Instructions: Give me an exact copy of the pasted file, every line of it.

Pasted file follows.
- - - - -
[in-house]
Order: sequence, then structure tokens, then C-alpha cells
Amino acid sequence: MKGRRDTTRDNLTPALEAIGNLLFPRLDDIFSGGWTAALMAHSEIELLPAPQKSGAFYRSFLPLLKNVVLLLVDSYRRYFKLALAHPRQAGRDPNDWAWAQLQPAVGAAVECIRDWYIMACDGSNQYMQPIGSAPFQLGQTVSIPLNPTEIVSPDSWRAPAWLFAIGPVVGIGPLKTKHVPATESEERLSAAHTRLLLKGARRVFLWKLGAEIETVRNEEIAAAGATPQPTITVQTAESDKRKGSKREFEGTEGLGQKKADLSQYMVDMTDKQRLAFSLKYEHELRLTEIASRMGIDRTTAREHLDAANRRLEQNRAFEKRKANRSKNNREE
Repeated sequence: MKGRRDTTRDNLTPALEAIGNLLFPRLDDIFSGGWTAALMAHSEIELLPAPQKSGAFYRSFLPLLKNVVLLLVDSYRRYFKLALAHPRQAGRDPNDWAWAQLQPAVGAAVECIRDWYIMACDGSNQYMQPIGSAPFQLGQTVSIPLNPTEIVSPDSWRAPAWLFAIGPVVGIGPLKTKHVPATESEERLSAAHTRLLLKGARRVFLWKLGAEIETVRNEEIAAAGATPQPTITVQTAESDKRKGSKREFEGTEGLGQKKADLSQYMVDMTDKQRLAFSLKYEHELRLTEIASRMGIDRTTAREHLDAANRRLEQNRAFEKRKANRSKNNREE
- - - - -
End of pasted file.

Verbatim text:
[in-house]
Order: sequence, then structure tokens, then C-alpha cells
Amino acid sequence: MKGRRDTTRDNLTPALEAIGNLLFPRLDDIFSGGWTAALMAHSEIELLPAPQKSGAFYRSFLPLLKNVVLLLVDSYRRYFKLALAHPRQAGRDPNDWAWAQLQPAVGAAVECIRDWYIMACDGSNQYMQPIGSAPFQLGQTVSIPLNPTEIVSPDSWRAPAWLFAIGPVVGIGPLKTKHVPATESEERLSAAHTRLLLKGARRVFLWKLGAEIETVRNEEIAAAGATPQPTITVQTAESDKRKGSKREFEGTEGLGQKKADLSQYMVDMTDKQRLAFSLKYEHELRLTEIASRMGIDRTTAREHLDAANRRLEQNRAFEKRKANRSKNNREE
Repeated sequence: MKGRRDTTRDNLTPALEAIGNLLFPRLDDIFSGGWTAALMAHSEIELLPAPQKSGAFYRSFLPLLKNVVLLLVDSYRRYFKLALAHPRQAGRDPNDWAWAQLQPAVGAAVECIRDWYIMACDGSNQYMQPIGSAPFQLGQTVSIPLNPTEIVSPDSWRAPAWLFAIGPVVGIGPLKTKHVPATESEERLSAAHTRLLLKGARRVFLWKLGAEIETVRNEEIAAAGATPQPTITVQTAESDKRKGSKREFEGTEGLGQKKADLSQYMVDMTDKQRLAFSLKYEHELRLTEIASRMGIDRTTAREHLDAANRRLEQNRAFEKRKANRSKNNREE